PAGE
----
Yale Historian Wins Woodrow Wilson Fellowship

Gilbert M. Joseph, professor of history and chairman of the Council on Latin American Studies at Yale University, has been appointed as a Fellow of the Woodrow Wilson International Center for Scholars for the 1996-97 academic year. Mr. Joseph’s research project is titled, “Forging and Contesting the Mexican Nation, 1821-1996.”

Fellows are chosen each year in a rigorous international competition. This year, over 800 applicants from 95 countries vied for 34 residential fellowships. According to Moira Egan, director of external affairs for The Woodrow Wilson Center, “scholars of the highest caliber” were chosen. They “embody a variety of disciplines, professions, topics, nationalities, and viewpoints.”

Professor Joseph received his doctorate from Yale University in Latin American history in 1978. In 1993, after teaching for 15 years at the University of North Carolina at Chapel Hill, he returned to Yale to join the faculty. He is author of “Revolution from Without: Yucatan, Mexico, and the United States, 1880-1924”; “Rediscovering the Past at Mexico’s Periphery”; and, with Allen Wells, “Summer of Discontent, Seasons of Upheaval: Elite Politics and Rural Insurgency in Yucatan, 1876-1915.” The author of numerous articles on modern Mexico, the Mexican revolution, and the history of rural crime and protest, he is also editor or co-editor of several scholarly books and journals.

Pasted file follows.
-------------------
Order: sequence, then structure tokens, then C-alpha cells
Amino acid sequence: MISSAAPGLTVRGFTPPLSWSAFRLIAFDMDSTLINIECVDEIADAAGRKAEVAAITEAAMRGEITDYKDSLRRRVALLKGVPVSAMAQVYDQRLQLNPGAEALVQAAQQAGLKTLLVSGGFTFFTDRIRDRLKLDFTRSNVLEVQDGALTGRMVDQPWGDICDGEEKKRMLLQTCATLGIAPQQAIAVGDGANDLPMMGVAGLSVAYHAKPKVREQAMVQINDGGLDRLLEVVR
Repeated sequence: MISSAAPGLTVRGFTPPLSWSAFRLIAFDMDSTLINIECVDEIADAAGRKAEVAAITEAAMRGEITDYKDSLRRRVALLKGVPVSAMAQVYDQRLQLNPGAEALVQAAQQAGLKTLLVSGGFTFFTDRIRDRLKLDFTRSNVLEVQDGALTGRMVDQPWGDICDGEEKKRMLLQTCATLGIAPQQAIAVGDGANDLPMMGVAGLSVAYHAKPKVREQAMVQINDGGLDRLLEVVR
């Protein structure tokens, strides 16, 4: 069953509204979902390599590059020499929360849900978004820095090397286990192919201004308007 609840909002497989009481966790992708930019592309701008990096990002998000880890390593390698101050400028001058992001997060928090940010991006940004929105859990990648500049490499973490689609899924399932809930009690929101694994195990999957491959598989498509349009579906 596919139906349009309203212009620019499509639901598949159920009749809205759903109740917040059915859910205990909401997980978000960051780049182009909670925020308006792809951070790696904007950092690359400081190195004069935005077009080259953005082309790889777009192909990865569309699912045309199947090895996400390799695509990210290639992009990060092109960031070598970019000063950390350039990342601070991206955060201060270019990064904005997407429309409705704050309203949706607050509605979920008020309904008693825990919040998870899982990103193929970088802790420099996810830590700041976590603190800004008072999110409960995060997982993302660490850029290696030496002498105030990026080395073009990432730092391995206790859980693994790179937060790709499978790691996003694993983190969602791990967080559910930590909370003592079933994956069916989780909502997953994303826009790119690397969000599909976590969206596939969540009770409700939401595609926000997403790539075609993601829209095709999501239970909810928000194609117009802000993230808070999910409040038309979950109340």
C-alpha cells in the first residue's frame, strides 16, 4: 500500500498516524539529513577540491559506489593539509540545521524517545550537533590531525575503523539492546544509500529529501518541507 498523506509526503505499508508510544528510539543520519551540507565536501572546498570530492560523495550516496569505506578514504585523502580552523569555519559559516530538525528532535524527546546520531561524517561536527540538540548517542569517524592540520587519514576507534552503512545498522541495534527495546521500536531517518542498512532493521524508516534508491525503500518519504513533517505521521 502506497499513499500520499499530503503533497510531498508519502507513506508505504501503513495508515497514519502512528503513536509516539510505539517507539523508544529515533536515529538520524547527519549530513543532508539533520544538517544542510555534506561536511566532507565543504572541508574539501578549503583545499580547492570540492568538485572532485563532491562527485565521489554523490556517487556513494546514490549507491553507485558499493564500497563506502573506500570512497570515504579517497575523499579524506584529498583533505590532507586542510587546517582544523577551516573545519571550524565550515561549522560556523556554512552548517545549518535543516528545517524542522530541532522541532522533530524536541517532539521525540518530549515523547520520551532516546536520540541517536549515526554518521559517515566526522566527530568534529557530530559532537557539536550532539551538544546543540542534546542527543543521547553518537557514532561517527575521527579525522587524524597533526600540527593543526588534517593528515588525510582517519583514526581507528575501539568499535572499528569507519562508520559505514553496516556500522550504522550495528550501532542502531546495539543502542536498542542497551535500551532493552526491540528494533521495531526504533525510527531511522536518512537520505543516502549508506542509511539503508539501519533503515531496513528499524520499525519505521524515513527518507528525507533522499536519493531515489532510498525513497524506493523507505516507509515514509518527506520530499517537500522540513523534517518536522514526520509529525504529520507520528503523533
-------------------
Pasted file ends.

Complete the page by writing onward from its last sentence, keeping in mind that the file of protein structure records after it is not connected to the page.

Among Mr. Joseph’s honors are the Sturgis Leavitt Prize – awarded to him twice for the best article on a Latin American subject–; induction into the Academia Yucatanense de Ciencias y Artes; and the Tanner Award for excellence in teaching at UNC. He has been awarded fellowships from the National Humanities Center, the National Endowment for the Humanities, the Center for U.S.-Mexican Studies, and the Institute for Advanced Study.

Recently, Professor Joseph was named director of the new Mellon Fellowship Program in Latin American History, funded by a multi-year grant to enhance the doctoral training of Latin Americanists at Yale. He also serves on the Advisory Councils of the Yale-New Haven Teachers Institute and the Chicano Cultural Center at Yale.

The Woodrow Wilson Center is a presidential memorial created by Congress in 1968 to foster scholarship and dialogue in the humanities and social sciences. The Center brings fellows from around the world to Washington, D.C., encourages discourse among the academic disciplines and policy professions, and publishes the results of these activities through the Wilson Center Press, “The Wilson Quarterly,” and “Dialogue.”

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Media Contact

Gila Reinstein: gila.reinstein@yale.edu, 203-432-1325